Second machine is my main machine running all the major apps listed above...also is my DV Firewire input for my video camera..
    third machine is for the System link for when my Cubase SX copy gets here so I can use that machine for extra sequencing.
    internet machine is Win2k...Audio machine is XP Pro...third machine will be XP Pro as well

    I do want to look into having a couple of those Apple XServe machines to completely take all data...the fact that you can stack 42 of those puppies and have it run all platforms is a major factor...
    OS X is "supposed" to be really hot and especially for internet..the reason I would go that route is being safe from Virus...aint no such thing in the Apple land...the one thing that truly pisses me off about the windows land is that people with too much time on their hands feel it's cool to spread havok amongst general users for no reason
    Well, that's my input
    Opus

    anonymous Tue, 06/11/2002 - 21:08
    I'm with Vince Nelson and Kn1ghtman. I too am a loyal user of sonar xl 2.0. My system is on a 800mHz PIII with 896MB of ram; matrox g450 dual display 32mb 4x agp(two screens are better than one); echo gina24/96. Though I also have cubase, and nuendo, they are hardly ever used. Reason being is that I only have them to be compatible with other studios that I work with that don't have sonar. I think sonar is the best thing i ever used, and best priced and I use it for all my musical needs except suround. I have to say that I would most likely use nuendo for that(or minnetonka if i can find it).

    anonymous Wed, 06/12/2002 - 03:51
    as far as DAW's are concerned i started off with the Yamaha DSP Factory running(more or less) on a 500Mgz P2 using Cakewalk Pro 7/8/9. I've been a Cakewalk user as far back as the Yamaha C1 (who remembers this?), which I used primarily for MIDI. I think I still have my original Cakewalk version 1 or 2 install floppies somewhere. Anyhue (an Opus-ism), now I run the Delta Omni Studio with SONAR 2.0 on an ANUS(thanks Opus) 1.8Ghz PC. I've barely had time to boot it up since the build but so far it's been a love fest. i had friends who were mac/apple junkies and i use to droool over some of the things they could do but they had cash flow i didn't. i'm kinda glad the way it turned out actually. i ended up with a good system with money left over to spend on other things like therapy, sedatives, forums(well spent),,,,

    Opus2000 Wed, 06/12/2002 - 06:48
    It seems there are quite a bit of Sonar users which surprises me do to the lack of VST support and certain synchronization issues..
    Sonar users..what latency do you get? What audio cards do you use with it? How about sync? DO you ever use it and if you did how easy was it to configure? Curious to know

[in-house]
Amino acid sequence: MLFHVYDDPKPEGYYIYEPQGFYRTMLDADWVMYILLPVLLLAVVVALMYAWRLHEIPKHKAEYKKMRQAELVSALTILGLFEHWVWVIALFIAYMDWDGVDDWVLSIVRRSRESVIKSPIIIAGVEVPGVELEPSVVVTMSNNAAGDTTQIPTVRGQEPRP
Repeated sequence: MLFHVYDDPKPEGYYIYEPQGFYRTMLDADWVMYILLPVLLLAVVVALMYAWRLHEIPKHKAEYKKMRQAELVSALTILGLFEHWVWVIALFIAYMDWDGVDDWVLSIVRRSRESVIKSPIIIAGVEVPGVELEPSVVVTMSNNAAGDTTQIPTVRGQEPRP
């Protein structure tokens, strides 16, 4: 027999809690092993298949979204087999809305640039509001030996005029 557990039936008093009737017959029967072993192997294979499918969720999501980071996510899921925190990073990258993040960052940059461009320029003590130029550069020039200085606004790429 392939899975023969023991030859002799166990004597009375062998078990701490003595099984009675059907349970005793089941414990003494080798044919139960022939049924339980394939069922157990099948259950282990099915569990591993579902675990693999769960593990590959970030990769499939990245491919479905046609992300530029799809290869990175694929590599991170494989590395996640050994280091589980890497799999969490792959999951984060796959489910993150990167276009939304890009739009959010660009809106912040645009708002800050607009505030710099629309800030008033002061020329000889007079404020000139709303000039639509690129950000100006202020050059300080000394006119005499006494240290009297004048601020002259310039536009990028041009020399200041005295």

Opus

    themidiroom Wed, 06/12/2002 - 08:07
    I'm using Sonar 1.31 (haven't upgraded to 2.0 as of yet)
    For the most part, it works flawlessly. It's running on a dual Athlon MP2000+ Windows 2000, 1GB of RAM and I use a Gina 24 sound card. The system is extremely stable and very low latency.
    I can successfully mix a 50 track project with an eq and compressor on each track, a few limiters on the mains, and at least a couple reverbs here and there.

    anonymous Wed, 06/12/2002 - 10:27
    My primary DAW system is Samplitude Producer 2496. (WHAT? not Pro Tools, you ask?). No offense to PT users out there (it's a great program), but I think Samp2496 is at least on par with Pro Tools (in fact, Pro Tools has only recently caught up to it, audio resolution-wise) and it runs completely native, which makes is MUCH more cost effective than PT. In addition to it's already excellent assortment of built-in effects, I augment it with the usual host of Direct-X and VST plugins (Waves, Blue, DSP/FX, HyperPrism, TCWorks, Steinberg, yadayadayada). I'm good to go for any type of work from simple editing, to CD mastering, to full blown movie soundtrack/Sound Design/Foley/Mix work - including 5.1 surround. A very powerful and versatile tool, indeed!

    Kev Wed, 06/12/2002 - 11:44
    Sorry for the late reply but I don't hang here often, usually over the other side or well ... umm lurking else where with old friends. :eek:

    More than one 001 system on loan to musicians to get their projects started.

    One 001 system in another room of the house for Muso's to go and use so they can argue about parts and arangements while I get some work done. This machine also has FCP in it.

    I have an MBox ordered but am waiting for the 5.3 ver. to be shipped with it.

    There is even a PTfree system out with a friend who is writing some Midi stuff as backing and click tracks for his new project.

    Things will get so much easier when LE gets 32 tracks.

    anonymous Wed, 06/12/2002 - 13:02